Discussions on the history and historiography of Australia's New England

Tuesday, March 06, 2018

Crowd research - seeking information on the Aborigines of South East Queensalnd

Meeting this morning with linguist Margaret Sharpe to talk about the Aboriginal history of New England. While both of us are conscious of how far we have come, more and more we can tell a story, so much remains to be done. There will always be gaps, but a many textured history is emerging.

Just a reminder on what I mean by New England. The history I am trying to write covers the Northern or New England Tablelands and the surrounding river valleys to the north, south, east and west. The focus of our discussions was on Aboriginal history up to European intrusion. To avoid the earlier history becoming entangled with later events, I am using 1788 as a cut-off point for the first part of the story.

Pretty obviously, the state boundaries as we know them today did not exist then. The subject area extended into what is now called Southern Queensland. I said pretty obviously, but in fact the later boundary created an effect that I call border myopia.The Aboriginal peoples who occupied South East Queensland and form part of my story are all seen as belonging to Queensland; their southern linkages are not focused on. A similar pattern holds south of the boarder.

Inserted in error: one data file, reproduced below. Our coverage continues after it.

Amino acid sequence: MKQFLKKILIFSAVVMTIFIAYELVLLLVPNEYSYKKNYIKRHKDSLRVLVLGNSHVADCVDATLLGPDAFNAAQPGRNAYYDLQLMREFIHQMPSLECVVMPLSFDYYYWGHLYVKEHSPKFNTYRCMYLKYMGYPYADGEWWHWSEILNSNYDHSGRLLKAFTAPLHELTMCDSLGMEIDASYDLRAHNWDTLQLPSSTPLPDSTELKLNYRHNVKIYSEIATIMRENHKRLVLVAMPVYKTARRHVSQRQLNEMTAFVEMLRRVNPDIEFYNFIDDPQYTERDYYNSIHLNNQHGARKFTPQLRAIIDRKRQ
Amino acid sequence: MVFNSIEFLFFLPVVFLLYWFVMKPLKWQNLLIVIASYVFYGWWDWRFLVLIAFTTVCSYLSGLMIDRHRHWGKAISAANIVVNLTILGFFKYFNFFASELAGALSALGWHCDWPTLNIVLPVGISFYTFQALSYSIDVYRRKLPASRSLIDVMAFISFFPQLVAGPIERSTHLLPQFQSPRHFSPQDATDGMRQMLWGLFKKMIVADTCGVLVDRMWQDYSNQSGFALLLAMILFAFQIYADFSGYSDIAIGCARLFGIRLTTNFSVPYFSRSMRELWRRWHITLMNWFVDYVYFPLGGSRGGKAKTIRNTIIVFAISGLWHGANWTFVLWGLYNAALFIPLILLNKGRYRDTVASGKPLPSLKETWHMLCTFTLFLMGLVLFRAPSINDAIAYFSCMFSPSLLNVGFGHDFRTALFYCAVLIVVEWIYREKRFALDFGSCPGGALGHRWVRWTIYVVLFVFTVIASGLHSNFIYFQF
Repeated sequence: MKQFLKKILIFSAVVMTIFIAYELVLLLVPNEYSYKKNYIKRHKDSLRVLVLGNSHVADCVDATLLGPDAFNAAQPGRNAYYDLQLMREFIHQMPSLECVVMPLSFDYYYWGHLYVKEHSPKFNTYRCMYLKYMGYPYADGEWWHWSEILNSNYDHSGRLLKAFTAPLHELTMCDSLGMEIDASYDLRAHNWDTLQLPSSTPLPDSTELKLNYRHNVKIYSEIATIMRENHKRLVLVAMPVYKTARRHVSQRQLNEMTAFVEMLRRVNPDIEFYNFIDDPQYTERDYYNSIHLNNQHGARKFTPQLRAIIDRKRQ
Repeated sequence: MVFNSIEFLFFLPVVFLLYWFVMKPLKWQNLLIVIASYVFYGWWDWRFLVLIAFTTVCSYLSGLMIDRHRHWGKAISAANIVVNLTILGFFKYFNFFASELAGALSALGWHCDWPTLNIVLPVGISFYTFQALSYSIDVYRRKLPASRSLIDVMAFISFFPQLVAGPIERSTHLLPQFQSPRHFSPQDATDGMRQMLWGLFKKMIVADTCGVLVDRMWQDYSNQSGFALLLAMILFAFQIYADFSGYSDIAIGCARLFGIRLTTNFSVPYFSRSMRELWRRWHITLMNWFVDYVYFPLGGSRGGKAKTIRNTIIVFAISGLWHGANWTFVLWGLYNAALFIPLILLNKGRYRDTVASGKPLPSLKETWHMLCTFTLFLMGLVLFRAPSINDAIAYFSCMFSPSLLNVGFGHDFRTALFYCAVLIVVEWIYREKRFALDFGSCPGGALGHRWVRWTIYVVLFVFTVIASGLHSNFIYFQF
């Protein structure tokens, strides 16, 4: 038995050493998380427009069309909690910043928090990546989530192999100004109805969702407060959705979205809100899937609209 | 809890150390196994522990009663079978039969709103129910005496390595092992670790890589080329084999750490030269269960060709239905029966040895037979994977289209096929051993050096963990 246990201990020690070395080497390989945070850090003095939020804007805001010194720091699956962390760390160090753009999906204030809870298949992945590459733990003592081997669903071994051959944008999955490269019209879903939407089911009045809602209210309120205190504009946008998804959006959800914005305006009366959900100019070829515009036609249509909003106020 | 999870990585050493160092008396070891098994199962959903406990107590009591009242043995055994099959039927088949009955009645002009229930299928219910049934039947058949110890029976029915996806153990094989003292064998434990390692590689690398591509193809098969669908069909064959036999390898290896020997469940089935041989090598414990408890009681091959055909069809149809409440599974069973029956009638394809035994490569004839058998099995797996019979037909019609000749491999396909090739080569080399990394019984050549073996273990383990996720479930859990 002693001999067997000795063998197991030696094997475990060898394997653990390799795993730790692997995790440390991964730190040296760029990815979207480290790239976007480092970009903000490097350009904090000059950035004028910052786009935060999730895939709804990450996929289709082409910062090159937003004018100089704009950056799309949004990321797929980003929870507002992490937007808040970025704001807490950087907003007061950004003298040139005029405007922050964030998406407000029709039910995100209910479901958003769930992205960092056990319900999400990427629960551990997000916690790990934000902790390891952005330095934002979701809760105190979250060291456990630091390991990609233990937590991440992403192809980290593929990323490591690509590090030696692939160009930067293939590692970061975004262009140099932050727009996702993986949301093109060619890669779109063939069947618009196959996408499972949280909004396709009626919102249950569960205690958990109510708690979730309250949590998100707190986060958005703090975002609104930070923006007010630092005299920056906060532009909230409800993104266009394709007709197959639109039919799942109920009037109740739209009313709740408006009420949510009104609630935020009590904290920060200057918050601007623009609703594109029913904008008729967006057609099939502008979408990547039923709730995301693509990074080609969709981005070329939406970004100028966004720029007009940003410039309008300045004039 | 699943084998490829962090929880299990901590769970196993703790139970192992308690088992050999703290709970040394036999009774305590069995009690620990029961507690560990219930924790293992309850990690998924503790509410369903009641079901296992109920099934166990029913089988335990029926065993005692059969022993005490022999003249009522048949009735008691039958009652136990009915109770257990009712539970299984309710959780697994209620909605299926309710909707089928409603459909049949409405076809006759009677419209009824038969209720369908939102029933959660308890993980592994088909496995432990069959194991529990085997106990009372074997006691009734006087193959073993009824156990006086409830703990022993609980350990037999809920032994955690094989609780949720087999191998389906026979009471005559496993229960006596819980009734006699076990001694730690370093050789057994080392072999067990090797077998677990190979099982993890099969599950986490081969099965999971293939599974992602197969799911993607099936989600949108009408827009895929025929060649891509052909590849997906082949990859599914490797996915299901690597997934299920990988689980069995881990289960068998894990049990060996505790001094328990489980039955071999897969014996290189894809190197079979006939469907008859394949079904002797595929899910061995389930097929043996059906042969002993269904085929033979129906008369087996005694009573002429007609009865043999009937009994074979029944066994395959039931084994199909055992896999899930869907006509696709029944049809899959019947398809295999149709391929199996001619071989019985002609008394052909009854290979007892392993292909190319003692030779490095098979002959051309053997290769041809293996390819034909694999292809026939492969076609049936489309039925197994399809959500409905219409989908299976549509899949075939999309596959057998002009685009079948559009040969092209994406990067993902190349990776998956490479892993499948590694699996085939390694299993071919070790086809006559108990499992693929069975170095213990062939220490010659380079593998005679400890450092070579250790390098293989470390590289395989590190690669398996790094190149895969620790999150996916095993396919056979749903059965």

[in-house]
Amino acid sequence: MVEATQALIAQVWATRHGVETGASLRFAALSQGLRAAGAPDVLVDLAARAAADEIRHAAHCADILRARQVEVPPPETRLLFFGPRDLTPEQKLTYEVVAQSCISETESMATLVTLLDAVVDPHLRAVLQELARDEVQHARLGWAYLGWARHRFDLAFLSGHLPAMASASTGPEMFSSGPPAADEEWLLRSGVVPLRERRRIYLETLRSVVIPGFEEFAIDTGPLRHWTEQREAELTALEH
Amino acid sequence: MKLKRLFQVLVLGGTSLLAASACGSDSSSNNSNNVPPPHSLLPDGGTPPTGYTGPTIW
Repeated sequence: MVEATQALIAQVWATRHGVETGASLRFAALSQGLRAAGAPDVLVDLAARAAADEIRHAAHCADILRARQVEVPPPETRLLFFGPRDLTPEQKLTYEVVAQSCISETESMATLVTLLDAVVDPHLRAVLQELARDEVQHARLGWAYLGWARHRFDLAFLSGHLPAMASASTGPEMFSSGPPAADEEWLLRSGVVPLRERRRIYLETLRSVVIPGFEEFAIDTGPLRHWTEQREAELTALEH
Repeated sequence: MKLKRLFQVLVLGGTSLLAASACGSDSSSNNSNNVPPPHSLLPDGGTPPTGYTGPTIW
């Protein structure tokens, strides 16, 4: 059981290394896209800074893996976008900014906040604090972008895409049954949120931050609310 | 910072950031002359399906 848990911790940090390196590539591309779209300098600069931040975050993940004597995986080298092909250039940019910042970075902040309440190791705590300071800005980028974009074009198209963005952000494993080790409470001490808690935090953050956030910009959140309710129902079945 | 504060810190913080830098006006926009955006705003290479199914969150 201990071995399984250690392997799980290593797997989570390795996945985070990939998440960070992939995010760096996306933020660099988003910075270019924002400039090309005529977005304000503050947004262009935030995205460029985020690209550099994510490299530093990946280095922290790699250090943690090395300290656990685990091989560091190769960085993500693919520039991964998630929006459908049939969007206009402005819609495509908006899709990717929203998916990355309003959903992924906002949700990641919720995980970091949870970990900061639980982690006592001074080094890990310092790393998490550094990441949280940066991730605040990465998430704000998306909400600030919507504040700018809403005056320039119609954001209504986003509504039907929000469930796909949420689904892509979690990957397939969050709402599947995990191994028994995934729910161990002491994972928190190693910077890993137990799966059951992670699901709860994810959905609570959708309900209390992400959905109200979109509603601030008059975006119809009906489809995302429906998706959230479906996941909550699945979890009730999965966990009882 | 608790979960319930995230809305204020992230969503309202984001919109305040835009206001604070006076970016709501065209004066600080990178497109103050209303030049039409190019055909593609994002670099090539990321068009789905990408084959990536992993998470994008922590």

This brings me to the point of this post. I am seeking your help to identify sources, evidence and subsequent analysis of the Aboriginal groups who spanned the border with a special focus on the Queensland side. The language groups include the inland riverine, tableland  and coastal language groups who extended into Queensland.

The evidence I am looking for includes archaeological studies, ethnological studies, historical or ethnographic memories, linguistic studies and Aboriginal oral tradition. Obviously I have some, but I am seeking more.

It's an experiment in crowd research.


Johnb said...

A serendipitous article Jim also has an interesting link in the correspondence.
The origins of Pama-Nyungan, Australia's largest family of Aboriginal languages
Claire Bowern, Yale University
The origin of around 300 of Australia's Aboriginal languages lies in Queensland, about 6,000 years ago.

Jim Belshaw said...

Thanks, John. I will bring this up as a post. I also forwarded it to Margaret Sharpe to get her comments as a linguist who knows the New England languages. I am trying to work out how it might fit with what we already know.